"Elementary, Dear Data"
Season 2 was off to a bad start with "The Child", but managed to bring itself back up on it's feet with "Where Silence has Lease". A weird way of putting it since that episode was technically a bottleshow, a term used for episodes that take place solely on the ship. Things are looking up for Season 2 and it continues that stride with "Elementary, Dear Data". An episode both visual in it's tale and grand in it's premise. On it's own, a pretty good TNG episode that offers us the first true glimpse of the Data/Geordi relationship that would continue throughout the rest of the series and four movies. Granted this wasn't the best episode about the two, but there will be better ones.
And when I say this isn't one of the pair's better episode, it unfortunately all falls on the writing for Geordi's character. His behavior is just so uncalled for that I just wanted to reach into the screen and smack the heck out of him. Here's why. Data is able to solve all of these Sherlock Holme's mysteries with relative ease, even to the point where he solves them before the mystery has a chance to begin. Granted that's a bit of a let down, but the way Geordi treats it is like.... well, it's like he just stumbled into a group meeting where everyone talks about how blind people have no reason to live. Seriously, he shuts the program off, ignores Data's concern, leaves and actually complains to Data about something Data DOESN'T FULLY COMPREHEND. Geordi is the Chief Engineer and this is how he treats technology that can actually talk back? No wonder the Enterprise D was so screwed under his watch. Now if Data was insistent on running the programs this way and ignored Geordie's advice on letting them play out naturally, I would understand his frustration a bit more. But here? This is their first time doing this sort of thing. There is no reason why Geordi cannot simply tell Data in a friendly manner why he isn't enjoying it.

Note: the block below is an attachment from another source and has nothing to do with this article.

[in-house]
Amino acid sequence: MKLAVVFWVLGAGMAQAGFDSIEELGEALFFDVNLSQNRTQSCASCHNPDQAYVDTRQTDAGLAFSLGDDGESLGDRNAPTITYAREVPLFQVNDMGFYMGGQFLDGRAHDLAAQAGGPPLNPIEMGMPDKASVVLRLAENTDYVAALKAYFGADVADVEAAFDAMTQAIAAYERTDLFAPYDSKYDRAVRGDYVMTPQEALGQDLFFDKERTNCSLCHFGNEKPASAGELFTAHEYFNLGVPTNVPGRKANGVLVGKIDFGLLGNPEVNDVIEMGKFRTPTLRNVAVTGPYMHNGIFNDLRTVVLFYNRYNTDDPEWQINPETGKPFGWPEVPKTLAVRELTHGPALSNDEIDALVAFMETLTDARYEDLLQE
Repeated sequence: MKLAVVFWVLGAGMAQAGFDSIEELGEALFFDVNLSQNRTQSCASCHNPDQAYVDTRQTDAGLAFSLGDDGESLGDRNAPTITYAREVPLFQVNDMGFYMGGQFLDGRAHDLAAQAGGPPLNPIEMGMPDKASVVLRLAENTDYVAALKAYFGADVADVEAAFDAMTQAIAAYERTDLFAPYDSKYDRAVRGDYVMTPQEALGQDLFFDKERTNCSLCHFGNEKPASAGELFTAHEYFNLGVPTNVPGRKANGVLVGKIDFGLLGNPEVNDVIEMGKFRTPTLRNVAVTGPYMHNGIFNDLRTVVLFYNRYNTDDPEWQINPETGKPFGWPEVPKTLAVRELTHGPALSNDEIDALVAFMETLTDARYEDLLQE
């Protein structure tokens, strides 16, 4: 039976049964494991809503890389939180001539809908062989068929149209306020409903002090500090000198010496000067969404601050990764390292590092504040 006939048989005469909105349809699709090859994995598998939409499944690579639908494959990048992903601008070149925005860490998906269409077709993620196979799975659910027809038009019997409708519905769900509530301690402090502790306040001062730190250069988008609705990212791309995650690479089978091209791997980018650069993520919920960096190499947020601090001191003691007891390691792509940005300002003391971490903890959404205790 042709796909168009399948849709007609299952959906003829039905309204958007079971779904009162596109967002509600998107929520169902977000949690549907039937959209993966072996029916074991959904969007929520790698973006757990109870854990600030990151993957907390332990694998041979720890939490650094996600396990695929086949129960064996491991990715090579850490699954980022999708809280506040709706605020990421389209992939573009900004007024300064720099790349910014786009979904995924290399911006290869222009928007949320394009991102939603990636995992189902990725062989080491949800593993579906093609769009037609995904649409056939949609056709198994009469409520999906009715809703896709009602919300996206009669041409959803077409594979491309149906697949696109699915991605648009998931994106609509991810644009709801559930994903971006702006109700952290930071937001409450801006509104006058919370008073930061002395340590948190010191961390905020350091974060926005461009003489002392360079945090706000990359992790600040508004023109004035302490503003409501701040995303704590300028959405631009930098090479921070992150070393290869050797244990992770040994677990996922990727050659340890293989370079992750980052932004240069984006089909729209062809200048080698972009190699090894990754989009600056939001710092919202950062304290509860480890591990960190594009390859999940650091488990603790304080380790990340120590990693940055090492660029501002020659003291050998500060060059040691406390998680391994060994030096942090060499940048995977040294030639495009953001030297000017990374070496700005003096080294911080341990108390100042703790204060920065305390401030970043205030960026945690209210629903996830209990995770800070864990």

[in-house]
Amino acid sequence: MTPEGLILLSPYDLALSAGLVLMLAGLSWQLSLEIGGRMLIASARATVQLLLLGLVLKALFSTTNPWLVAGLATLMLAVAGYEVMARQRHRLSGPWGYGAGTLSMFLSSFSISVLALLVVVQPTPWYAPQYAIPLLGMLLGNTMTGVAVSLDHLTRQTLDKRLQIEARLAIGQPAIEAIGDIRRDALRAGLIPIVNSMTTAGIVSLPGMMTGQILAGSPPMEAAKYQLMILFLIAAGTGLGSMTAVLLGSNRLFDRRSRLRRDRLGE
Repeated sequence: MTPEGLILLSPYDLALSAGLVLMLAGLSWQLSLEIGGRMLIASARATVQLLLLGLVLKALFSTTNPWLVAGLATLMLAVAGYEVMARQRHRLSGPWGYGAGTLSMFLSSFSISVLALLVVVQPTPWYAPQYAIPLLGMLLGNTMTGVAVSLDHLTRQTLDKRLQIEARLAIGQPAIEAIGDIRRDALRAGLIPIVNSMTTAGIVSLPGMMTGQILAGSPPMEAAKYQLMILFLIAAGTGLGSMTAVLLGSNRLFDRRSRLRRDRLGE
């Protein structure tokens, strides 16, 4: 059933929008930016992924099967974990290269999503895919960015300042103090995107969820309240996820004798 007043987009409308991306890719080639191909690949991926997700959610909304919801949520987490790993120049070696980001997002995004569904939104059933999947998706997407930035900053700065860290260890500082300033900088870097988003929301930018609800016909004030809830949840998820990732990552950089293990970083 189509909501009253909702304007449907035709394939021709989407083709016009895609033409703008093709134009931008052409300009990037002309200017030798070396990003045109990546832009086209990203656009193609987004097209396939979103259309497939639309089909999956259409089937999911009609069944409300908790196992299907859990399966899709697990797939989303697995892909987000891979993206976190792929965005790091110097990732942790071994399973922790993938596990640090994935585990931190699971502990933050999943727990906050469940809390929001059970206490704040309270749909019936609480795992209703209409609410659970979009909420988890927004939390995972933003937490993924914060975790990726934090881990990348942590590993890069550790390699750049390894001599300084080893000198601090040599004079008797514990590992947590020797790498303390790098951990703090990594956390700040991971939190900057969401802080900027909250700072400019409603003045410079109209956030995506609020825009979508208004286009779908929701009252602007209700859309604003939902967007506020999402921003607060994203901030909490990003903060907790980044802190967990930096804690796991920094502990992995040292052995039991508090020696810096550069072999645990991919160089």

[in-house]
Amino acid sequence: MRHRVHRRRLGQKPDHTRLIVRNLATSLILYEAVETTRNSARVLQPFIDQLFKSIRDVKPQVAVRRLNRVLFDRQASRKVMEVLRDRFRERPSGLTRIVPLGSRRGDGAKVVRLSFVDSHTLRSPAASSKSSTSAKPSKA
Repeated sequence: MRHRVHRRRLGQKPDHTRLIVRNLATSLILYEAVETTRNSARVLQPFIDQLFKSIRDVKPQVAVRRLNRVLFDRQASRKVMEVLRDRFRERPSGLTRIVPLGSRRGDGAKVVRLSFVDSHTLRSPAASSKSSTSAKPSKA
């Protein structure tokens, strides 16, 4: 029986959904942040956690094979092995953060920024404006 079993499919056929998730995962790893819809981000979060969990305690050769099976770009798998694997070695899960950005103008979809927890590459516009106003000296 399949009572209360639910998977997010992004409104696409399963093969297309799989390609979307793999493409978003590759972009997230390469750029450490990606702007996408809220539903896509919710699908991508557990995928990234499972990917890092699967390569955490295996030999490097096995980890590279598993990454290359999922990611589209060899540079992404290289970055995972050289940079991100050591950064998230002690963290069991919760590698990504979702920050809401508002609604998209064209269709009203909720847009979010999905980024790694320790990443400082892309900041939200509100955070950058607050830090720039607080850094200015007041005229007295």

Which brings me to another point. How can anyone not enjoy Data playing Sherlock Holmes even if he's solving every big mystery by knowing all the details? As an Android who wants to better understand humans, he really looks into the role and actually seems to be enjoying it. His vocal tone is always in character and his apparent pride in solving the case brings about a sense of satisfaction that we seldom see Data experience. And while I may have read plenty of good books in my time, even I will admit that I've never read a Sherlock Holme's story. The last thing I would do is walk out on someone just because he was doing it differently, and if I wanted to see the story play out naturally, I would tell Data in a way he would certainly understand.
Which brings me to my third point. Why go out of your way to create an opponent to fight data when you could simply ask him to withold certain details while the program is running? I mean, how hard is it for an Android to simply 'forget' about Sherlock Holme's mysteries, but not the character?
But than again, we wouldn't have had the awesome and wonderful guest star in probably all of season 2, Daniel Davis as Moriarty. His manners are catchy, his demeanor is threatening and his charm is catchy even I find it irresistible. If only everyone involved with the episode realized that Sherlock Holmes wasn't in the public domain and were willing to spend a 'usage fee', we could have seen a lot more of these Sherlock and Moriarty episodes. I'm just thankful we were able to get at least one more episode with Moriarty in the form of that wonderful episode "Ship in a bottle" four years later.
The only other thing I want to touch upon is what our good friend Maurice Hurley thought of the episode. In the original ending, Picard actually tricked Moriarty into thinking that he couldn't leave the holodeck when in fact he could. Gene cut the ending because he didn't want Picard to come off as deceitful and for once I think this played out a lot better than what Maurice thought it would. After all, this exact same thing would happen in the sequel episode "Ship in a Bottle" and thankfully with much better writing. It's not a deceit to make the villain come off as a loser like how this episode would have ended, but a deceit into giving Moriarty what he actually wanted even though it was all Picard could do for him.
I for one was hoping Moriarty would make a return appearance in a future episode like Voyager where the technology to allow a hologram to exist outside of the holodeck was now a reality. Would have been cool to see him banter along side the doctor as well.
Then may I say your perturbation becomes you, Inspector Lestrade, whilst simultaneously affording me yet again the opportunity to serve Queen and country.
Data, Holmes really talked like that?